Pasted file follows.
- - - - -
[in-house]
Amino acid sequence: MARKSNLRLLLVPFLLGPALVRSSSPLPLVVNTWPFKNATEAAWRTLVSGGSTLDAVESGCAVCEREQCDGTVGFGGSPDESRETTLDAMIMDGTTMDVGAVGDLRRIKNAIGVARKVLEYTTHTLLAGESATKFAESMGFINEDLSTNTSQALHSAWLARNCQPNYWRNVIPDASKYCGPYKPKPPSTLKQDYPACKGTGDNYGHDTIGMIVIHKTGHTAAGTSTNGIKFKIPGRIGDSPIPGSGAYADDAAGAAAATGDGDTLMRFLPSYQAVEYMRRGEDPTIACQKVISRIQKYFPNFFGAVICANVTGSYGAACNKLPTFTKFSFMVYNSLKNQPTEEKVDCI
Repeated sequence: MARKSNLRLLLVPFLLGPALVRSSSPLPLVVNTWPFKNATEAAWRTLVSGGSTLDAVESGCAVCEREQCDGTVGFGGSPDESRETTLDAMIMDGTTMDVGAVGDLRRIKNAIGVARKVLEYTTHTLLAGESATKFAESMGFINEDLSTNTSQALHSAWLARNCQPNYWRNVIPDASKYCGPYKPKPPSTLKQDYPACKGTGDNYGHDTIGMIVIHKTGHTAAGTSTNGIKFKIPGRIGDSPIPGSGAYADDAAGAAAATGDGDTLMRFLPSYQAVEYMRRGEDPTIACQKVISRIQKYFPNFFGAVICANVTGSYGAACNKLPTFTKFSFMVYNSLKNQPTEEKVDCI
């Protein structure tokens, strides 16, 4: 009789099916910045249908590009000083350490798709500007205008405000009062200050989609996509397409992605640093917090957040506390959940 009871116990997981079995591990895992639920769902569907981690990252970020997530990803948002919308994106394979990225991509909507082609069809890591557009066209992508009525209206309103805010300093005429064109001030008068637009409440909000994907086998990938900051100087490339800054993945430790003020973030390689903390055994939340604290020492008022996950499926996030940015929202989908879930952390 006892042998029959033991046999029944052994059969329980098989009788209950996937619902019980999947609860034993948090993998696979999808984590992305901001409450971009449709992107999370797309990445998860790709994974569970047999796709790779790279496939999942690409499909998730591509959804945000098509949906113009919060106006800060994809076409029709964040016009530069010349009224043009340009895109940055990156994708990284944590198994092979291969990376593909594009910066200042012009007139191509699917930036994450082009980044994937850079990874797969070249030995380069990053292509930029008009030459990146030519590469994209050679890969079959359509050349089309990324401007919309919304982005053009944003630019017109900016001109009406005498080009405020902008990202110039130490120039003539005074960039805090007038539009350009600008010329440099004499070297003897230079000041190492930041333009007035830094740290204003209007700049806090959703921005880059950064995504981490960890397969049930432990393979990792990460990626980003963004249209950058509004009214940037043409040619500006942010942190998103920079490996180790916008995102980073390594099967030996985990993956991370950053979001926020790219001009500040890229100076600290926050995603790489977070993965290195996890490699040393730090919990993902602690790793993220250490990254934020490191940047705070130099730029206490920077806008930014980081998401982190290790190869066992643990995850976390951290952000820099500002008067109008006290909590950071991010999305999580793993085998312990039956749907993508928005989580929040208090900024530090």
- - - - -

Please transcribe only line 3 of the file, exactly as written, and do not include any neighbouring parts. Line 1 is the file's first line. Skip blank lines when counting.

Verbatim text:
Repeated sequence: MARKSNLRLLLVPFLLGPALVRSSSPLPLVVNTWPFKNATEAAWRTLVSGGSTLDAVESGCAVCEREQCDGTVGFGGSPDESRETTLDAMIMDGTTMDVGAVGDLRRIKNAIGVARKVLEYTTHTLLAGESATKFAESMGFINEDLSTNTSQALHSAWLARNCQPNYWRNVIPDASKYCGPYKPKPPSTLKQDYPACKGTGDNYGHDTIGMIVIHKTGHTAAGTSTNGIKFKIPGRIGDSPIPGSGAYADDAAGAAAATGDGDTLMRFLPSYQAVEYMRRGEDPTIACQKVISRIQKYFPNFFGAVICANVTGSYGAACNKLPTFTKFSFMVYNSLKNQPTEEKVDCI